Bothrops pauloensis snake venom-derived Asp-49 and Lys-49 phospholipases A2 mediates acute kidney injury by oxidative stress and release of inflammatory cytokines
MetadataShow full item record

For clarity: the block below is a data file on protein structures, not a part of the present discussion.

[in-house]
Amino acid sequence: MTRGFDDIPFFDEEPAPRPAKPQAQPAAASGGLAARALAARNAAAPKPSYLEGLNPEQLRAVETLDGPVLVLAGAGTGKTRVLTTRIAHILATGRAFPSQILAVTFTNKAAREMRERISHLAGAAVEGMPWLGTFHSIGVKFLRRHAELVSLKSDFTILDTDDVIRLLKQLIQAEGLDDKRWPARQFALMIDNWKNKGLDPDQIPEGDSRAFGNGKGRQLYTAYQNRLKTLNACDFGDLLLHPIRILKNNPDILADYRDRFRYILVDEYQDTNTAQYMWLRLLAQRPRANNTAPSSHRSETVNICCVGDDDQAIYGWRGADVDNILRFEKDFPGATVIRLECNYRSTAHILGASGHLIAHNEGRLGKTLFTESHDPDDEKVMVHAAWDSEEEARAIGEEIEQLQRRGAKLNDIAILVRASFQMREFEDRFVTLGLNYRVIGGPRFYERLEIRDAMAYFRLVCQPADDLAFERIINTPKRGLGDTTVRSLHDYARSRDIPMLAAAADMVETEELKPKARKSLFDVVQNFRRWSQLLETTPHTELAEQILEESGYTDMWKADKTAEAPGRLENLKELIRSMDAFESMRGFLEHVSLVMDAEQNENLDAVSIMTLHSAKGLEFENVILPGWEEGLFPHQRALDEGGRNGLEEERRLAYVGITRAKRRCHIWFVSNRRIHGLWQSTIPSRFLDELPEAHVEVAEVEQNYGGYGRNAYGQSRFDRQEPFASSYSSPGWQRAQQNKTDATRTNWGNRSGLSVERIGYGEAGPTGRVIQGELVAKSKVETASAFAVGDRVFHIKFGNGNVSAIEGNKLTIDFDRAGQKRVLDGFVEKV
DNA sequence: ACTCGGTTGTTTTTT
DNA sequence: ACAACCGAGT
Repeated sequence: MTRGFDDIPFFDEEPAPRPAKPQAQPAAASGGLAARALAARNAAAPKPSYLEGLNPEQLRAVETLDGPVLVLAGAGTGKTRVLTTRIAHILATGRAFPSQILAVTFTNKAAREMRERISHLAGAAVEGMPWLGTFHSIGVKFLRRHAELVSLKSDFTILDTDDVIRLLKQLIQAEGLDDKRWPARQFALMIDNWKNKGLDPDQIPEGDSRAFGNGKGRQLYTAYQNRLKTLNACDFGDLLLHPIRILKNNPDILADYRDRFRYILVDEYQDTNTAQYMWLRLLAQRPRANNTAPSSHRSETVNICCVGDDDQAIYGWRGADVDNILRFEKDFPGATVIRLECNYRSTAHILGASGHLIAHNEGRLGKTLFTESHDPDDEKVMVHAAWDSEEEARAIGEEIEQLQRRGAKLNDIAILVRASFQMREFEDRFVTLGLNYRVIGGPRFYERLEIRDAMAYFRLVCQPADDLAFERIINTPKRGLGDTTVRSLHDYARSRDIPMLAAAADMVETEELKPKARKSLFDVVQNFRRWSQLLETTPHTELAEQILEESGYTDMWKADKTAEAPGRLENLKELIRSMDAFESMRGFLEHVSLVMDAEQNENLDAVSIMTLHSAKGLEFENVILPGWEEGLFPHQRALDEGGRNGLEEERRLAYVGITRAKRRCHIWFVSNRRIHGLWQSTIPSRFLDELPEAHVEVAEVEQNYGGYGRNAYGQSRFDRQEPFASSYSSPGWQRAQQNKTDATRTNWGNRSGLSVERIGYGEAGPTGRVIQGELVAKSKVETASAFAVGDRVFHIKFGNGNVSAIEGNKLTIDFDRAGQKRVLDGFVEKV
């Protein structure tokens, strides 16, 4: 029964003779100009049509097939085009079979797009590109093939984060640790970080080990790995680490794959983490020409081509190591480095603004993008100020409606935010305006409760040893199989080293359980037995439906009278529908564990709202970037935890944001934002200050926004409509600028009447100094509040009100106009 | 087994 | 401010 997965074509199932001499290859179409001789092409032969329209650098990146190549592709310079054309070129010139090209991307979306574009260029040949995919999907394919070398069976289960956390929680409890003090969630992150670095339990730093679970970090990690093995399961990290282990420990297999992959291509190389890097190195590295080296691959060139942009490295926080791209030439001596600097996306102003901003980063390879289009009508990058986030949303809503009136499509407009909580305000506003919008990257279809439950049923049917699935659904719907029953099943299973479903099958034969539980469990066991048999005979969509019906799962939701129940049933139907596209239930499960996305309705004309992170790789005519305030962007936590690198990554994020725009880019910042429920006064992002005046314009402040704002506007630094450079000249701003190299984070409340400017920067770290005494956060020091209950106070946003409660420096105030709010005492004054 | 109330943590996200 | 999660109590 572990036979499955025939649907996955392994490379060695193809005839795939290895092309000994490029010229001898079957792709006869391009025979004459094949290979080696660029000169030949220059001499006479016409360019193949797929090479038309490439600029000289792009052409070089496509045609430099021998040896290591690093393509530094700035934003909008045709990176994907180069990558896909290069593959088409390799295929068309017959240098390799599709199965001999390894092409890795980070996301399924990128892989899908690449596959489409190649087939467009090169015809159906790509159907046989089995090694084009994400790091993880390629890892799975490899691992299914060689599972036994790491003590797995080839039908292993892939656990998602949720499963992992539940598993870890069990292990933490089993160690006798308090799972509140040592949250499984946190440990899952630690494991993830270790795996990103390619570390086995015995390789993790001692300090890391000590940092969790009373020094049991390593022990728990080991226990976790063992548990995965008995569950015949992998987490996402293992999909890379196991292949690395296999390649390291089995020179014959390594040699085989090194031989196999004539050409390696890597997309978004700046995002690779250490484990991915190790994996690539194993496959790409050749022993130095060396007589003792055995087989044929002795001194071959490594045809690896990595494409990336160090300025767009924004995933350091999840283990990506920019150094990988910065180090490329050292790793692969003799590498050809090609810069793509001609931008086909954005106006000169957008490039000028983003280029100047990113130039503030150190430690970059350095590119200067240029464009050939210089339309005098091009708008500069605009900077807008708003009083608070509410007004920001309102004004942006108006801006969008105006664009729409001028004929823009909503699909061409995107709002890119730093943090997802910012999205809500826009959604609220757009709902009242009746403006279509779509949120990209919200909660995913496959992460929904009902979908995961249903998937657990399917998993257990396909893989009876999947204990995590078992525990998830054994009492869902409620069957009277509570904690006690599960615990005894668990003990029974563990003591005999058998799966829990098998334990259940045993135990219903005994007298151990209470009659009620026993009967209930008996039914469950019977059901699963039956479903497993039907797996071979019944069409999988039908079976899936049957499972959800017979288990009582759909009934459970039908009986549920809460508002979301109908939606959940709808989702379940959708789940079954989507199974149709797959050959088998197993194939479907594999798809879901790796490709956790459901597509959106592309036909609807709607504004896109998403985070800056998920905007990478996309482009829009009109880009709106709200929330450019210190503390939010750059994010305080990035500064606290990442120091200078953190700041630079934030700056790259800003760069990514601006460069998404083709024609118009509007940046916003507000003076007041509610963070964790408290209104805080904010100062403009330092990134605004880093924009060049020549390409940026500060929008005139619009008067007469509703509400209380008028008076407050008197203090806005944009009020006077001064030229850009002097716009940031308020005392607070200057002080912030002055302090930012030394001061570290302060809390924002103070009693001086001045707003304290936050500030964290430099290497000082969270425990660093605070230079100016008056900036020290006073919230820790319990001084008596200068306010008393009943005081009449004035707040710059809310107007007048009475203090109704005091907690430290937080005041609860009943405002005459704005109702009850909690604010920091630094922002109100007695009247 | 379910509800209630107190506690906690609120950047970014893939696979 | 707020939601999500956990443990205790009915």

The envenomation caused by the Bothrops pauloensis snake leads to severe local and systemic effects including acute kidney injury. In this study, we investigated the renal effects by phospholipases A2 (PLA2s), divided into two main subgroups, Asp-49 and Lys-49, isolated from the Bothrops pauloensis snake venom (BpV) in isolated rat kidney system. Both PLA2s (3 μg/mL), added alone to the perfusion system and analyzed for 120 min, had significant effects on isolated rat kidney. Asp-49 reduced Glomerular Filtration Rate (GFR) at 60, 90 and 120 min, and the percentage of total tubular sodium transport (%TNa+) and potassium transport (%TK+) at 120 min. Lys-49 increased Perfusion Pressure (PP) at 120 min and reduced GFR, %TNa+ and the percentage of total tubular chloride transport (%TCl−) at 60, 90 and 120 min. Cytokine release in the kidney tissues were increased with Asp-49 PLA2 (IL-10) and Lys-49 PLA2 (TNF-α, IL-1β, IL-10). Both increased MPO activity. Asp-49 PLA2 decreased Glutathione (GSH) and increased nitrite levels, while Lys-49 PLA2 increased Malondialdehyde (MDA), GSH and nitrite levels. Histological analysis of the perfused kidneys revealed the presence of glomerular degeneration and atrophy, deposit of proteinaceous material in Bowman's space and intratubular with both PLA2s. These findings indicated that both PLA2s modified the functional parameters in an isolated perfused kidney model with increased oxidative stress and cytokine release. PLA2s are one of the components at high concentration in BpV and our results provide important knowledge about their involvement with the nephrotoxic mechanism.